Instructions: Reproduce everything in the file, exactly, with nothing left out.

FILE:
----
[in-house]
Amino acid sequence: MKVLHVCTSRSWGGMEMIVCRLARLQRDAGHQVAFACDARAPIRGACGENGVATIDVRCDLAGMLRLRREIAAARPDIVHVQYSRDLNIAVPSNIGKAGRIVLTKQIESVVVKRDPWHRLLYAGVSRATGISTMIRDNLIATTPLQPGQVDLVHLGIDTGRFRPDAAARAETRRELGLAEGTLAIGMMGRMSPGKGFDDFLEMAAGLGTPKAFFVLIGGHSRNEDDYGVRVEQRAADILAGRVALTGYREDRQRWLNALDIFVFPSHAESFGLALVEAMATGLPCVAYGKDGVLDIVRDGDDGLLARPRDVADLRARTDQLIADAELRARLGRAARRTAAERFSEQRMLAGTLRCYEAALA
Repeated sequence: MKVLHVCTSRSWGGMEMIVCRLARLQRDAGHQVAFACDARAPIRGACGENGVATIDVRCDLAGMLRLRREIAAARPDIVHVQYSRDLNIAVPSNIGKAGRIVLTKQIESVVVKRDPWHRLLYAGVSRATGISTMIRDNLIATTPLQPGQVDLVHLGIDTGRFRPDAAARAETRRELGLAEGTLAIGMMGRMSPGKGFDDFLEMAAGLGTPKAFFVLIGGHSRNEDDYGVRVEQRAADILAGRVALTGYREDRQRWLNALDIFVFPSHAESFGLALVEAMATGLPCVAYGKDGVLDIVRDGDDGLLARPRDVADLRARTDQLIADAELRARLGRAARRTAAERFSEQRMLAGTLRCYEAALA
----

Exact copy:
[in-house]
Amino acid sequence: MKVLHVCTSRSWGGMEMIVCRLARLQRDAGHQVAFACDARAPIRGACGENGVATIDVRCDLAGMLRLRREIAAARPDIVHVQYSRDLNIAVPSNIGKAGRIVLTKQIESVVVKRDPWHRLLYAGVSRATGISTMIRDNLIATTPLQPGQVDLVHLGIDTGRFRPDAAARAETRRELGLAEGTLAIGMMGRMSPGKGFDDFLEMAAGLGTPKAFFVLIGGHSRNEDDYGVRVEQRAADILAGRVALTGYREDRQRWLNALDIFVFPSHAESFGLALVEAMATGLPCVAYGKDGVLDIVRDGDDGLLARPRDVADLRARTDQLIADAELRARLGRAARRTAAERFSEQRMLAGTLRCYEAALA
Repeated sequence: MKVLHVCTSRSWGGMEMIVCRLARLQRDAGHQVAFACDARAPIRGACGENGVATIDVRCDLAGMLRLRREIAAARPDIVHVQYSRDLNIAVPSNIGKAGRIVLTKQIESVVVKRDPWHRLLYAGVSRATGISTMIRDNLIATTPLQPGQVDLVHLGIDTGRFRPDAAARAETRRELGLAEGTLAIGMMGRMSPGKGFDDFLEMAAGLGTPKAFFVLIGGHSRNEDDYGVRVEQRAADILAGRVALTGYREDRQRWLNALDIFVFPSHAESFGLALVEAMATGLPCVAYGKDGVLDIVRDGDDGLLARPRDVADLRARTDQLIADAELRARLGRAARRTAAERFSEQRMLAGTLRCYEAALA